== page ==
Queen's Policy Engagement

Northern Ireland’s New Domestic Abuse Offence

Dr Ronagh McGuigg looks at the recent introduction of a specific offence of domestic abuse in Northern Ireland and how it represents a crucial development in Northern Ireland’s response to domestic violence.

Northern Ireland’s New Domestic Abuse Offence

In March 2021 a specific criminal law offence of domestic abuse passed into law in Northern Ireland under section 1 of the Domestic Abuse and Civil Proceedings Act (Northern Ireland) 2021.  The creation of this offence is particularly timely, given the sharp rise in instances of domestic violence in Northern Ireland during the COVID-19 pandemic.  The new legislation has the effect of criminalising coercive and controlling behaviour, thus bringing Northern Ireland into line with the other jurisdictions within the UK and Ireland, and also with relevant human rights standards.  However, although the enactment of the domestic abuse offence is certainly a very positive development, there is still more that needs to be done as regards Northern Ireland’s response to domestic violence.

 

Domestic Abuse in Northern Ireland

According to statistics released by the Police Service of Northern Ireland (PSNI), during the 12 months from 1 January 2020 to 31 December 2020 there were 31,848 domestic abuse incidents in Northern Ireland, one of the highest rates since such records began in 2004/05.  Since the beginning of the COVID-19 pandemic, incidents of domestic abuse have increased substantially around the world.  Indeed this increase has been so dramatic that UN Women, the UN entity dedicated to gender equality, has deemed violence against women during the COVID-19 pandemic to be the ‘shadow pandemic’.  Northern Ireland is no exception to this trend, with the PSNI having received by May 2020 at least 3,755 calls relating to domestic abuse since the first lockdown began in March of that year.  Given the high rates of domestic abuse, it is clear that legislative change was needed in order to provide a sufficient response.

 

The Domestic Abuse Offence 

According to section 1 of the Domestic Abuse and Civil Proceedings Act (Northern Ireland) 2021, it is a criminal offence to engage in a course of behaviour that is abusive of another person where the parties are personally connected to each other; a reasonable person would consider the course of behaviour to be likely to cause physical or psychological harm; and the perpetrator intends the course of behaviour to cause physical or psychological harm, or is reckless as to whether the course of behaviour causes such harm.  ‘Psychological harm’ includes fear, alarm and distress.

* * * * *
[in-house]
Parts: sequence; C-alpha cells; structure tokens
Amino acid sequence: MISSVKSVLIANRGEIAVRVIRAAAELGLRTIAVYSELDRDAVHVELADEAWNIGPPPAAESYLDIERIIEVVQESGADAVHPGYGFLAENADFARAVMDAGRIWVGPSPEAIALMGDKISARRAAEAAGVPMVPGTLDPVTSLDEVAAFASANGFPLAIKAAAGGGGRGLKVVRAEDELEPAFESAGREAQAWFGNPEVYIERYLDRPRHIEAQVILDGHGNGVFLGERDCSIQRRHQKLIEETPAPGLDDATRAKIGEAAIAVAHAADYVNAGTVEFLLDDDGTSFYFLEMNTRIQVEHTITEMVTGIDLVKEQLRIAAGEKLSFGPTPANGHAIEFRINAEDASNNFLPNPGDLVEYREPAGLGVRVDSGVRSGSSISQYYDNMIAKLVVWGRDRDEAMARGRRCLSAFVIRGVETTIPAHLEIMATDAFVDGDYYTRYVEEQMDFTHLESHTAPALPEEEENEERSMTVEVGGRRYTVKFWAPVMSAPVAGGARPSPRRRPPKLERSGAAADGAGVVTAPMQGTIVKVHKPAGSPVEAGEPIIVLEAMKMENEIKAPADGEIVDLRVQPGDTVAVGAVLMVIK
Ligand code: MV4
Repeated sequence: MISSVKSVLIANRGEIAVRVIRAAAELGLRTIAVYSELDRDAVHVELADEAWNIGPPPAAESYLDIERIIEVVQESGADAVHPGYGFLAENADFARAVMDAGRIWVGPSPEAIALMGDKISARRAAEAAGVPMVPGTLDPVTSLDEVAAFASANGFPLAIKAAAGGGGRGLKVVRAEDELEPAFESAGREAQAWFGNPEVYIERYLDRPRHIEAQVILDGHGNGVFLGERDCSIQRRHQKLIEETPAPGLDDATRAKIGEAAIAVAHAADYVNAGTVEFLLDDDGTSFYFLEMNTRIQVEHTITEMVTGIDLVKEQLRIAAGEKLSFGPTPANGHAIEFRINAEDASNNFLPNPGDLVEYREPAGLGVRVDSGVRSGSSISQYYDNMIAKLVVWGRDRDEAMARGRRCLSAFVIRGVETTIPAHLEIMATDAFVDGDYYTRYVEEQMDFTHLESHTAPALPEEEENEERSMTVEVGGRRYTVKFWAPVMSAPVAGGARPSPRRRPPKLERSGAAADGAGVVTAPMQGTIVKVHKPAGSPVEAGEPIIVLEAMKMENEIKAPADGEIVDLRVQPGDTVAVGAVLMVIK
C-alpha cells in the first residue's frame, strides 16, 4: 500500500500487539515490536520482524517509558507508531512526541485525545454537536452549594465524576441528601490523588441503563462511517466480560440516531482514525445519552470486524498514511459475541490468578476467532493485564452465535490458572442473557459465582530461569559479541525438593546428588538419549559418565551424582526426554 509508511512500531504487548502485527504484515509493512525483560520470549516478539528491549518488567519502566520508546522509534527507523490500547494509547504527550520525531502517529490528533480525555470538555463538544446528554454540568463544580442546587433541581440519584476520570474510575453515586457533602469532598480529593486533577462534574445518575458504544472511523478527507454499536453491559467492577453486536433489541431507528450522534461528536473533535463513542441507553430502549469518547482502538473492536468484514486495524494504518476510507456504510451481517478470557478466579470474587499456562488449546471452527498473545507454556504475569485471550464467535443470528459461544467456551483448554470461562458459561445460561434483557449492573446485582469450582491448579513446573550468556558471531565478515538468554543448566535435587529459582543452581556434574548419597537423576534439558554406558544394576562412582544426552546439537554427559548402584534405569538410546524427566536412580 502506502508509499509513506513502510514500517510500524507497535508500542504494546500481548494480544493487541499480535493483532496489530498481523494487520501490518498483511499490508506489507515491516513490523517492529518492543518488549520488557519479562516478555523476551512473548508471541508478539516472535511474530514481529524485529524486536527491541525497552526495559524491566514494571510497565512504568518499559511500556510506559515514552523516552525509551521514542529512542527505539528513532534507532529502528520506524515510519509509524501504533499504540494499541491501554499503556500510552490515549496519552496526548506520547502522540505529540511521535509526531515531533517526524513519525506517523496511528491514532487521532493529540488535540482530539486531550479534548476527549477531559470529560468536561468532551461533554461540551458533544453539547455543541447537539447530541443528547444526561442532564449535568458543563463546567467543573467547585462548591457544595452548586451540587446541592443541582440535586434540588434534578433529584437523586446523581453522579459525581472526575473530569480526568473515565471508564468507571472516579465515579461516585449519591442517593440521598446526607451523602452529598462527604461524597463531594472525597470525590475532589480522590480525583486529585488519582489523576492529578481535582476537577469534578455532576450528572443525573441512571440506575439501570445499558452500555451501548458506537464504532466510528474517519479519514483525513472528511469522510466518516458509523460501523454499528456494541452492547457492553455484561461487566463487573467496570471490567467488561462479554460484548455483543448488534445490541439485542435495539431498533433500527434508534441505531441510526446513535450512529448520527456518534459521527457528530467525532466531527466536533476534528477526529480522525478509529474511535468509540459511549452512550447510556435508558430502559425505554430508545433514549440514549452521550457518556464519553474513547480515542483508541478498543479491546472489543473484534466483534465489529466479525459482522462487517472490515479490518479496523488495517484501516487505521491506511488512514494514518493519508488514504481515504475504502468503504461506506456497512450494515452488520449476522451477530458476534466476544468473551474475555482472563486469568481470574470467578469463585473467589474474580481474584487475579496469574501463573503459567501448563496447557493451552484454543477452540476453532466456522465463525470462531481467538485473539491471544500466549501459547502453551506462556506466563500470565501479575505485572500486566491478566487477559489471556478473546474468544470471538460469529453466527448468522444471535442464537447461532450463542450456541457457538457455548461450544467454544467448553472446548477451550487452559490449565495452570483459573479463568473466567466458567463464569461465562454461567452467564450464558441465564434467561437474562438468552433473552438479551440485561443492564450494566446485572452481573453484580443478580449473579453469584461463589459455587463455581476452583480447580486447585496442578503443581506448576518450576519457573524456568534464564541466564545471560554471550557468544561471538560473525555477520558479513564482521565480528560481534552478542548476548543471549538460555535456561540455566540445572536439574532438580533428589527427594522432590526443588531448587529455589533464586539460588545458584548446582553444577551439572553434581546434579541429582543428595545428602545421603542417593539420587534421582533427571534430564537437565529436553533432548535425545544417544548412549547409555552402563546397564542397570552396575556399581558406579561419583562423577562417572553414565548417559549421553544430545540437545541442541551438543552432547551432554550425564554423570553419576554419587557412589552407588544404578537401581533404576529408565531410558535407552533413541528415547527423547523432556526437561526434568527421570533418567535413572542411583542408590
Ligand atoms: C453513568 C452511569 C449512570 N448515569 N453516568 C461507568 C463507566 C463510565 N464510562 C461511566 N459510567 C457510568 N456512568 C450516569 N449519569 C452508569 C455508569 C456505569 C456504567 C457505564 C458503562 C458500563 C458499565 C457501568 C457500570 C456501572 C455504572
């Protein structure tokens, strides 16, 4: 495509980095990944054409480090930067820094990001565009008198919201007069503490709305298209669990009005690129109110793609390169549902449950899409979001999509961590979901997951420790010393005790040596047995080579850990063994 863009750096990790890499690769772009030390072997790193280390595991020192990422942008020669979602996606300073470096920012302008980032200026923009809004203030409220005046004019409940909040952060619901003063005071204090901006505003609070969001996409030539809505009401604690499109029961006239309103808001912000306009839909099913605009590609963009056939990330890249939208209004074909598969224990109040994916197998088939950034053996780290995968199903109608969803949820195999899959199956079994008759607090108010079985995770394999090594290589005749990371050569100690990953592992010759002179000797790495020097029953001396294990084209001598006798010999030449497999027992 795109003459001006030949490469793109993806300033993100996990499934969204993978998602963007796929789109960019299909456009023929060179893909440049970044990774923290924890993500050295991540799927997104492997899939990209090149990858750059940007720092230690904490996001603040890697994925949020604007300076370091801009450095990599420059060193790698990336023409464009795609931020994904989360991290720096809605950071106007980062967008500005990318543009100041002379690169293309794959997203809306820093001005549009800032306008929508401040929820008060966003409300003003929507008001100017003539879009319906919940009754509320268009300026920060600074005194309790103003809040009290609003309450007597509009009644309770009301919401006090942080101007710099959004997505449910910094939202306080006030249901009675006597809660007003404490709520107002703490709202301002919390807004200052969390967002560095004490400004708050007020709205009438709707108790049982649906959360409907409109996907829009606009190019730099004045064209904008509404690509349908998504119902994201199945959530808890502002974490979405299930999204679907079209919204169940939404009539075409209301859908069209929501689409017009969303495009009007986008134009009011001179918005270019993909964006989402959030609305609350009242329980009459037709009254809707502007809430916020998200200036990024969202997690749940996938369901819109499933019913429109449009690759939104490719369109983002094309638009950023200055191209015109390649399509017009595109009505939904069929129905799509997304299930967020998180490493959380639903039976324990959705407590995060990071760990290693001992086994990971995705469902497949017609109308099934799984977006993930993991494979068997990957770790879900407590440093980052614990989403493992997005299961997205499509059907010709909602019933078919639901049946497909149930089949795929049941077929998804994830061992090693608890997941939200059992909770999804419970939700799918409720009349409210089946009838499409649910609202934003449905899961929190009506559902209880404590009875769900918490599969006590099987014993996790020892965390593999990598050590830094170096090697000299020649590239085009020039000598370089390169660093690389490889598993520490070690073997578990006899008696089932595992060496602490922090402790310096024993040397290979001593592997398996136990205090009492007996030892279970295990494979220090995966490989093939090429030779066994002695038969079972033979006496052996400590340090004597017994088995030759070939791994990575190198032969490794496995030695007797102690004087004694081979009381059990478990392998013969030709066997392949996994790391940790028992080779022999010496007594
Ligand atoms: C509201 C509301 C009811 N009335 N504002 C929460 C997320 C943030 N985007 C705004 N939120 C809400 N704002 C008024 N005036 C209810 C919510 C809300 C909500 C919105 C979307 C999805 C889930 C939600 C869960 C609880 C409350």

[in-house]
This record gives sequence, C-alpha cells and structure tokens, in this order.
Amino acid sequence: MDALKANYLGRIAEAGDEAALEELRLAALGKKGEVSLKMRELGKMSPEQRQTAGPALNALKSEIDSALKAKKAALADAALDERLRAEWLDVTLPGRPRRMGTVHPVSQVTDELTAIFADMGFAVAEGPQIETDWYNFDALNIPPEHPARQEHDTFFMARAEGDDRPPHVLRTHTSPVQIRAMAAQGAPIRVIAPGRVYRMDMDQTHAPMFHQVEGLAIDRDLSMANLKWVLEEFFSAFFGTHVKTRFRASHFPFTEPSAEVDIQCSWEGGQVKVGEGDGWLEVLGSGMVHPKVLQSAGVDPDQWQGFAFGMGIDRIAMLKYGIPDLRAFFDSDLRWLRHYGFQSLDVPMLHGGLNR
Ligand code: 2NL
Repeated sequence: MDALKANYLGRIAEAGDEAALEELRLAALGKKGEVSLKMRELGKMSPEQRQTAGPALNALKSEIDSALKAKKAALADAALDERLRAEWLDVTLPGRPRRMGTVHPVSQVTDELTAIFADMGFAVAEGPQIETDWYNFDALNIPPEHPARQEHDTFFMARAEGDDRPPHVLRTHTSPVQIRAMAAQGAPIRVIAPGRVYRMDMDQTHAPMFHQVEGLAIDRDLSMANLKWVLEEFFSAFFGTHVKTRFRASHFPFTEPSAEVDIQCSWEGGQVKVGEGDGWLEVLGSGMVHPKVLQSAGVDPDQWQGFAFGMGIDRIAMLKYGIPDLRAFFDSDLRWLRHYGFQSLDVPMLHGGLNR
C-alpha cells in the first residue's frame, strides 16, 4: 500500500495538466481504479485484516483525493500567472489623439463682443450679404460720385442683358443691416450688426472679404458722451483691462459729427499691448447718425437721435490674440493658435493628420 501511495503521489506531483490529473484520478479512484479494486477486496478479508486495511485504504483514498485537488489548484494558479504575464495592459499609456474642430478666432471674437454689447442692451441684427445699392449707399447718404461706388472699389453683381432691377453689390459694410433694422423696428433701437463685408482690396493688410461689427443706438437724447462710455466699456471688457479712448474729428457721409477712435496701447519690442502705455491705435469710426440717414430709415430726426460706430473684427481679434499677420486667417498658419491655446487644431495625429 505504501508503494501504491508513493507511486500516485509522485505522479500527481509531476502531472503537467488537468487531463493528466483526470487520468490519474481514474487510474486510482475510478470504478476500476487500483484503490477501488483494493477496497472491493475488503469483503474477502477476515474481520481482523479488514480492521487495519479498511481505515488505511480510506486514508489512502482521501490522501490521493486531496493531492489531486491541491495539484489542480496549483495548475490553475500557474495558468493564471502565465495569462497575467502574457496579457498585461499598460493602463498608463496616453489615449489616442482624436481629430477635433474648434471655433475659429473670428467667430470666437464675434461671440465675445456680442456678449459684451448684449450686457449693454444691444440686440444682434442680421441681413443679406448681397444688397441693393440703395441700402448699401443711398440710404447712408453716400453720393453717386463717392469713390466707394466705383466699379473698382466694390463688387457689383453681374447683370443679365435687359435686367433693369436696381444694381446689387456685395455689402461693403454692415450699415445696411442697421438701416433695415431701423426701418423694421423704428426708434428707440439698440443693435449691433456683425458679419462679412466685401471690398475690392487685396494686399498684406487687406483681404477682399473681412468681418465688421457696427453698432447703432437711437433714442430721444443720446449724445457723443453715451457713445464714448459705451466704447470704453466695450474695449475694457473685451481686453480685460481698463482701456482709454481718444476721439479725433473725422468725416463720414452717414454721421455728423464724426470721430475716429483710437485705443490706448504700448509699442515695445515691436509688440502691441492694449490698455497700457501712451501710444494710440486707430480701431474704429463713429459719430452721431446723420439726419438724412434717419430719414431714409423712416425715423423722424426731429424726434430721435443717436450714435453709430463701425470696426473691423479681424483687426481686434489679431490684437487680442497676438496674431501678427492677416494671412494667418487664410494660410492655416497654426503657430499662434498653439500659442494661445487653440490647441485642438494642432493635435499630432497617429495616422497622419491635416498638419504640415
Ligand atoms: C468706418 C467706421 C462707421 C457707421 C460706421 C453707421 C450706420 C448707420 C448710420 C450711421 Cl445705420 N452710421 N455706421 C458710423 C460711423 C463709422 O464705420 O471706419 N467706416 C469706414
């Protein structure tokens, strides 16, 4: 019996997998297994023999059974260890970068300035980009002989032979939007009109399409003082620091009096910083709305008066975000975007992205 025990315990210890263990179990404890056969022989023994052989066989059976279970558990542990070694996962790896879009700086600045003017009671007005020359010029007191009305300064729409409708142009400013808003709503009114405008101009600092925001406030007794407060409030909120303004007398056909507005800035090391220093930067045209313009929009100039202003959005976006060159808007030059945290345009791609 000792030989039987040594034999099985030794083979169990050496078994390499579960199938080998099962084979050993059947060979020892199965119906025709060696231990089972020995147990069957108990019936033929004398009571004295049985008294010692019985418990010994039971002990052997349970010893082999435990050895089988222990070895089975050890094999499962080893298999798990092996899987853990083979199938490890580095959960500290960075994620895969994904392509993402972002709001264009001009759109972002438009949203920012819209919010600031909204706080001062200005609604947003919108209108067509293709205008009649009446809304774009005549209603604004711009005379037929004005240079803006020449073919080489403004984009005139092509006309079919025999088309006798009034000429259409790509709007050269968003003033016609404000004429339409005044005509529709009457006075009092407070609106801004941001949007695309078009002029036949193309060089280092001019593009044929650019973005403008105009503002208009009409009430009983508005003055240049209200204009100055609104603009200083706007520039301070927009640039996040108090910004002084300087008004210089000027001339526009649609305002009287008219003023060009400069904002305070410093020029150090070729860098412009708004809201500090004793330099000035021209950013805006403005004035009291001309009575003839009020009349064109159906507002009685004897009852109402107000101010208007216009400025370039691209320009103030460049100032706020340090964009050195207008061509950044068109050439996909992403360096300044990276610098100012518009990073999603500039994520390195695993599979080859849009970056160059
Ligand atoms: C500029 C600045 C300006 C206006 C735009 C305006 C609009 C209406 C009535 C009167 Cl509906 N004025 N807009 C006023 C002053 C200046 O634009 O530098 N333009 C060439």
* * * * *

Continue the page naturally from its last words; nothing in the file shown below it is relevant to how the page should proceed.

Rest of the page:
Under section 2, behaviour that is abusive includes, in particular, behaviour that is violent or threatening.  Abusive behaviour also includes behaviour which has the effect of making the victim dependent on, or subordinate to, the perpetrator; isolating the victim from friends, family members or other sources of social interaction or support; controlling, regulating or monitoring the victim’s day-to-day activities; restricting the victim’s freedom of action; or making the victim feel frightened, humiliated, degraded, punished or intimidated.

According to section 5(2), the parties are ‘personally connected’ if they are, or have been, married to each other or civil partners of each other; they are living together, or have lived together, as if spouses of each other; they are, or have been, otherwise in an intimate personal relationship with each other; or they are members of the same family.  Under section 8(1) the offence is aggravated if the victim was under the age of 18 at the time when the offence was committed; and under section 9(1), the offence is also aggravated if a relevant child is involved, for example if a child witnessed the offence taking place.